The Stupid Bit Of Cognitive Science That Means Boris Johnson Will Get Away With It
All's not well that ends well.
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The peak-end rule is a cognitive heuristic, a sort of mental shortcut which means we tend to judge experiences largely on how we felt at their most intense point and how we felt at the end. It’s not that we don’t remember the rest of it: it just doesn’t seem to factor into the way we feel about it afterwards. Neither, oddly, does how long the experience lasted.
So: we’ll have fonder memories of an average holiday, say, if we have a really good last night and an easy journey home. More perversely, research has found that an uncomfortable medical procedure can be made to seem more bearable if it ends on an otherwise pointless but less uncomfortable bit, even though this is, as is obvious if you think about it for half a second, actually an increase in the total amount of discomfort involved. It’s really very odd.
I wondered a few weeks back why I had begun to feel as if I’ve been locked inside for a year, when for the second half of 2020 the outside world was more open than not. The peak-end rule offers an explanation: the whole of the past 12 months has been bundled together in a memory labelled “Plague Year”. The brain instinctively remembers the nadir, those days when the whole thing felt so hopeless that even getting out of bed seemed like an impossible and pointless challenge. It also remembers that it’s still going on. It doesn’t so easily recall the months from June until November, when the world was only slightly rubbish. Those memories are still there, but they don’t so easily connect with our judgement.
The peak-end rule also leads me to suspect that the future will be a depressing place, too – because the government of Boris Johnson is going to get away with its handling of Covid-19. It’s been absolutely shambolic for most of the pandemic. It locked down too late. It’s shovelled money towards cronies, yet entirely failed to build a working test and trace system. Chancellor Rishi Sunak’s “Eat Out To Help Out” policy was meant to subsidise people to go to restaurants, but almost certainly subsidised a second wave into the bargain. It’s declined to close the borders to prevent new, more dangerous variants from getting in, despite the fact control of the borders was a huge and explicit part of its pre-election platform, thus making it abundantly clear that viruses are more welcome in Britain than actual refugees.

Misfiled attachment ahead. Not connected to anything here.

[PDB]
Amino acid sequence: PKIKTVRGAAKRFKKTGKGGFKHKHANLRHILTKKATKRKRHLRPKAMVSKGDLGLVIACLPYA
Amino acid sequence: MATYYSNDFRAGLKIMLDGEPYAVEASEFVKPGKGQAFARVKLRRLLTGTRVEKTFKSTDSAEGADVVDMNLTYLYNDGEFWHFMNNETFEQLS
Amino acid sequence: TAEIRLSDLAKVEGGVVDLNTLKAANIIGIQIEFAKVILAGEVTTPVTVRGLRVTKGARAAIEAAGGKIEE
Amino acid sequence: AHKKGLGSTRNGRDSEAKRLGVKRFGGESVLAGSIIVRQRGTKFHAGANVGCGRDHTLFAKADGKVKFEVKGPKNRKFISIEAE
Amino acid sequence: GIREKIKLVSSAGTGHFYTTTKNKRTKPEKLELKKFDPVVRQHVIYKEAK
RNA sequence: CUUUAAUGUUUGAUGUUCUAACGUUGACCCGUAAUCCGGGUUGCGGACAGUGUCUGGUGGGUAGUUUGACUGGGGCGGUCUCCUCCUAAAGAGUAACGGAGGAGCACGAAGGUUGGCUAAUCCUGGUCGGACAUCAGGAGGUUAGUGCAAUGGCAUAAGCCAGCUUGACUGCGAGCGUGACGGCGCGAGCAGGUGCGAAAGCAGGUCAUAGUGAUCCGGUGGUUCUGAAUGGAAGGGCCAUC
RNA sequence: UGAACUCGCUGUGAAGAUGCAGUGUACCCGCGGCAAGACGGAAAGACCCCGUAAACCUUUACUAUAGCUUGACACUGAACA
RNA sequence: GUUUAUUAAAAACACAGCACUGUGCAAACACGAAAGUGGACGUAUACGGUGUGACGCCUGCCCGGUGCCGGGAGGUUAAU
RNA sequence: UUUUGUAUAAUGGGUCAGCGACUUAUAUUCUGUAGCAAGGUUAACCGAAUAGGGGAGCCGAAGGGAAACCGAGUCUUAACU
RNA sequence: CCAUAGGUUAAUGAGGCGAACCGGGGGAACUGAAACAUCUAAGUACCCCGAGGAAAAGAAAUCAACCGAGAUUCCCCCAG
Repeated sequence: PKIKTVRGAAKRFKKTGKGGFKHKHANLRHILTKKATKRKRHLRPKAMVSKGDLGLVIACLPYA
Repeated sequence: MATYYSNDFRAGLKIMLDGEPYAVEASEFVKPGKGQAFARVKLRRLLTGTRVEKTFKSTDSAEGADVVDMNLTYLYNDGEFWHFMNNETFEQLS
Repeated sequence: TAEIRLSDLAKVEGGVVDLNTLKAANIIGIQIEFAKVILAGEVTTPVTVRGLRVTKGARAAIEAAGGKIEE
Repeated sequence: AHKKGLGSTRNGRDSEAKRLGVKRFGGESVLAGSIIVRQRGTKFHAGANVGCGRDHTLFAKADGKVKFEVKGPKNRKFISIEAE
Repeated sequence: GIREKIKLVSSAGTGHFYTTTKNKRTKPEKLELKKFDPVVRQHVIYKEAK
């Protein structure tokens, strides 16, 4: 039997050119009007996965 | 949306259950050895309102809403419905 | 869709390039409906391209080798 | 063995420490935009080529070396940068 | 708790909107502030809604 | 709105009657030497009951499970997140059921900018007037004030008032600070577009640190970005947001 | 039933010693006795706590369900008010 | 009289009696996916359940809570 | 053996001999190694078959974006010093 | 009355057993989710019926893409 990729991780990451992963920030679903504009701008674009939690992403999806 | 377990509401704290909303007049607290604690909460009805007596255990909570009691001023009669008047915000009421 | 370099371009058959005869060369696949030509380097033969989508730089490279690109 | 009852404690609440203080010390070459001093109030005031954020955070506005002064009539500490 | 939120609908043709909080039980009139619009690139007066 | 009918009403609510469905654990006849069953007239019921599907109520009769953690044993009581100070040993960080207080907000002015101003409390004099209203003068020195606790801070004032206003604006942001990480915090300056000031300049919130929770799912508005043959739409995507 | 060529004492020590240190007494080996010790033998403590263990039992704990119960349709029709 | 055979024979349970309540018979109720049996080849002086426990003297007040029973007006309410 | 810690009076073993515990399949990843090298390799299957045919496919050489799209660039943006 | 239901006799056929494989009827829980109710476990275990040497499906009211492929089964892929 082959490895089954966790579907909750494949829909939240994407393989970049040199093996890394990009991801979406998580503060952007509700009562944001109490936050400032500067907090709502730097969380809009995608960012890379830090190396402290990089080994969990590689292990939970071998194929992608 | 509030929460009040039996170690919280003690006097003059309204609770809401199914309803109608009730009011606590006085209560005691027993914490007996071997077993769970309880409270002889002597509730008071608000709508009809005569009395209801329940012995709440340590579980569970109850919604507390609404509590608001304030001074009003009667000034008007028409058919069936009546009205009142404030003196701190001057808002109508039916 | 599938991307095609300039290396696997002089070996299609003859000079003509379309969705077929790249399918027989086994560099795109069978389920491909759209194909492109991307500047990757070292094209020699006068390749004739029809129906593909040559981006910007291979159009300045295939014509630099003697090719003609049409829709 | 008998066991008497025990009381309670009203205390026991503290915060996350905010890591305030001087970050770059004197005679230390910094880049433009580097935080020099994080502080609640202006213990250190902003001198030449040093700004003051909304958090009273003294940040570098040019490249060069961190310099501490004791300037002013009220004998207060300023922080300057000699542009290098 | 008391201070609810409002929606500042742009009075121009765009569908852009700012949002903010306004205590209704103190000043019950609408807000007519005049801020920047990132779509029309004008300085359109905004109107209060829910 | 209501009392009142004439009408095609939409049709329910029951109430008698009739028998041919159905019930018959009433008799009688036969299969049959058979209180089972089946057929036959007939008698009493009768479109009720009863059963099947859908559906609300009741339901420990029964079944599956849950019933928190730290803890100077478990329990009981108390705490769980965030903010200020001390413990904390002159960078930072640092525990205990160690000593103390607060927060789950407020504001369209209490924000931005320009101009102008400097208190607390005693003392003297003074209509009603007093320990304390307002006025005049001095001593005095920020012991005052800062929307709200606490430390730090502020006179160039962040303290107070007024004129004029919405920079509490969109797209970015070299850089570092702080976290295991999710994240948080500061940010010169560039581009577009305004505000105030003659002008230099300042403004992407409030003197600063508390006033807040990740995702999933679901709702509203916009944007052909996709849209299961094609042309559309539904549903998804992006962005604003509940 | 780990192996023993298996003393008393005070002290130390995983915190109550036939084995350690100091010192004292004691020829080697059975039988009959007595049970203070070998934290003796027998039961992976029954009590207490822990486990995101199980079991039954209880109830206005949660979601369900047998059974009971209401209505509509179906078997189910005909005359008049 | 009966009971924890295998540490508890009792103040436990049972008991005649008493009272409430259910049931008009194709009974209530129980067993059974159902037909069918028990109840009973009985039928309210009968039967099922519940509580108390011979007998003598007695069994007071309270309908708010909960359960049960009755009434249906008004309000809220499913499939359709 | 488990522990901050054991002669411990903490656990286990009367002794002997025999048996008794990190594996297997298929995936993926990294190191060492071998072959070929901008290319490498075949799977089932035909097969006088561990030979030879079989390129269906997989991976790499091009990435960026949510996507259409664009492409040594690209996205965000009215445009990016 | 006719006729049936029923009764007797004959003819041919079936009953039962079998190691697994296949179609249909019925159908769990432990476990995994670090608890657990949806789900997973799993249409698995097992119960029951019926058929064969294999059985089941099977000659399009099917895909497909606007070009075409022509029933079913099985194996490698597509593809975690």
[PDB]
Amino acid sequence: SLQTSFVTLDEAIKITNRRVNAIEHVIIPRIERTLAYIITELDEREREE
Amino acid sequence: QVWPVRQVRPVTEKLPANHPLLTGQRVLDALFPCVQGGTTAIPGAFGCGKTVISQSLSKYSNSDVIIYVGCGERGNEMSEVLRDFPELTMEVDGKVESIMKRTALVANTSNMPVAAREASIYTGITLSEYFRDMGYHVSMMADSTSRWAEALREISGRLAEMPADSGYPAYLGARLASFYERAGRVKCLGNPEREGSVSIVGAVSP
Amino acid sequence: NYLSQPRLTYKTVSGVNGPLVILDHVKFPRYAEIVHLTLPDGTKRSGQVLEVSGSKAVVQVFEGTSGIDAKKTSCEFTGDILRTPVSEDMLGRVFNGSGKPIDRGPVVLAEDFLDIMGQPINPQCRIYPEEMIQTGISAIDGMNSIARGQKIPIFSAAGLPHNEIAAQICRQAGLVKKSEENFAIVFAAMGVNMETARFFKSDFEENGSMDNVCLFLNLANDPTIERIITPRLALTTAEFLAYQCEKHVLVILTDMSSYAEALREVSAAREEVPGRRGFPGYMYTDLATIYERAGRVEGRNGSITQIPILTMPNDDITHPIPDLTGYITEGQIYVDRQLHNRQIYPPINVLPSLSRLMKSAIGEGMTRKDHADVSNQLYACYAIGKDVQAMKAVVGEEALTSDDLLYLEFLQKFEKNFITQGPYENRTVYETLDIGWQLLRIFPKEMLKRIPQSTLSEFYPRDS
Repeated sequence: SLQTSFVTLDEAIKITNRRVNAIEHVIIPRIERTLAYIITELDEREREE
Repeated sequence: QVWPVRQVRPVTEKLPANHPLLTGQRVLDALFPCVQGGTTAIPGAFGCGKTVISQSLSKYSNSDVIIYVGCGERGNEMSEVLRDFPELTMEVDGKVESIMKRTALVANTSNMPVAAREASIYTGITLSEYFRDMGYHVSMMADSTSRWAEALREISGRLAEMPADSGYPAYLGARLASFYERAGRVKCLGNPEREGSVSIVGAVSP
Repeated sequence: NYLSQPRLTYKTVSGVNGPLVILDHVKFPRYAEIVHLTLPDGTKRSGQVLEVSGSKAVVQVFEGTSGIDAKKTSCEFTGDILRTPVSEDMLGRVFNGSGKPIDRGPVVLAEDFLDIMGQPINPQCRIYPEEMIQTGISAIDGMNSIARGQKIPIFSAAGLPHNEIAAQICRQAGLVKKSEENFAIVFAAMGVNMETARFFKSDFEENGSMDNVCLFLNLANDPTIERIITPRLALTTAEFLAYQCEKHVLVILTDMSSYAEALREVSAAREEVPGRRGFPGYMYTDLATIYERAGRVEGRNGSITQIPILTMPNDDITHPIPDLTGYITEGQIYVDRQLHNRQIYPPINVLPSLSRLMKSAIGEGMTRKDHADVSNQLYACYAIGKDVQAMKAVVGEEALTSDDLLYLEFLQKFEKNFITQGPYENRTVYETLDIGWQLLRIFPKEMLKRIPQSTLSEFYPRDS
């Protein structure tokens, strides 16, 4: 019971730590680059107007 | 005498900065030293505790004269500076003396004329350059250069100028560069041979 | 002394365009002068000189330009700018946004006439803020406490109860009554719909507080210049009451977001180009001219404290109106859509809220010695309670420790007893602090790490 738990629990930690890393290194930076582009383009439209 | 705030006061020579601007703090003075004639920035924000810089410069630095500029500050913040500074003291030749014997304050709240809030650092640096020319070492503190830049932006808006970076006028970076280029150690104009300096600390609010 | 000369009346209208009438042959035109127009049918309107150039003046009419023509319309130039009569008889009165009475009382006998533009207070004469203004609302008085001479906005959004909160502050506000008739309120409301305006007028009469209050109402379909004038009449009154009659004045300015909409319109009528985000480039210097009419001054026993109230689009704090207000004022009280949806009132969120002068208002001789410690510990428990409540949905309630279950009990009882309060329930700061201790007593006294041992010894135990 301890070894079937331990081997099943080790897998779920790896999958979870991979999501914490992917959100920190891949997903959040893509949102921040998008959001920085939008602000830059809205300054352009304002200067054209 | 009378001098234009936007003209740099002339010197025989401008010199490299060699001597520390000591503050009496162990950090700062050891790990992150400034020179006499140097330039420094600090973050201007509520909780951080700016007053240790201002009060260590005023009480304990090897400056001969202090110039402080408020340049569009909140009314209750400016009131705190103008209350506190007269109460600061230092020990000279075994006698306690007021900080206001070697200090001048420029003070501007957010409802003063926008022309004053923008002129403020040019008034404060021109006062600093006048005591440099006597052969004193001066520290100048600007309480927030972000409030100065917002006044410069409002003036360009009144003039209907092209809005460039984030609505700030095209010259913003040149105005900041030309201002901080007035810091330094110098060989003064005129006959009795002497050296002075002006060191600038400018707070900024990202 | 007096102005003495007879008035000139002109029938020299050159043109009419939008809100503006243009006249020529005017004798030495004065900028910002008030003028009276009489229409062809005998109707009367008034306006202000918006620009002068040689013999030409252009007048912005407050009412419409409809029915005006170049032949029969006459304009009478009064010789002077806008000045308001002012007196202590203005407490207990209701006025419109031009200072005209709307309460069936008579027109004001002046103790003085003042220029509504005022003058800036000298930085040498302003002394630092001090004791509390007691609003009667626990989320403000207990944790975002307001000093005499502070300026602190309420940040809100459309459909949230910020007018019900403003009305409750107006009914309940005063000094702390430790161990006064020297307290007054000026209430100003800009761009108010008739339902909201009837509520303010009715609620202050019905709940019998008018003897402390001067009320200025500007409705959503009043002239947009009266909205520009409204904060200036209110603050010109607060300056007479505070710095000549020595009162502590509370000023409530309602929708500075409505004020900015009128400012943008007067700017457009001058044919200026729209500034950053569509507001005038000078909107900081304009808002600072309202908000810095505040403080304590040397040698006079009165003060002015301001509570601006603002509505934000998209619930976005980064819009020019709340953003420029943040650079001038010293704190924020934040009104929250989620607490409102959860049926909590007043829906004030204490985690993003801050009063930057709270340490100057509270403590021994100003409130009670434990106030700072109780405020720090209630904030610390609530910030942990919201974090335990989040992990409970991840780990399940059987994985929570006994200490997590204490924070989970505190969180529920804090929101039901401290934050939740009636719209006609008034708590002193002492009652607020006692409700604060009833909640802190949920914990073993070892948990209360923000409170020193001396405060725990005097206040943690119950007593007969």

The result of all this: Britain has a worse per capita death rate than any other large country in the world.
But over the last few months the government has finally done something right: rolled out its vaccine programme, quickly and, more surprisingly, competently. As of this weekend, the proportion of the adult population to have had their first jab passed 50%. It’s getting to the point where, functional human that I am, I am becoming genuinely a little resentful I still haven’t had mine, because what’s the point of sliding inexorably into middle age if I don’t get even this?
And people have noticed. Here’s Ipsos Mori:
Tory governments have often instinctively made use of the peak-end rule. Consider all those pre-election budgets when a previously Scrooge-like Chancellor would start chucking money around like, well, Scrooge at the end of the book. Consider George Osborne’s failure to do that in 2016, with predictable consequences for the referendum.
I don’t think that’s what’s happened here. The success of the vaccine roll-out was no more part of a coherent strategy than the disaster that preceded it. But the government nonetheless got the thing that might be people’s last big memory of the pandemic right, and that will likely hold it in good stead at the polls.
The peak-end rule is a cognitive heuristic. The peak-end rule is bloody stupid.
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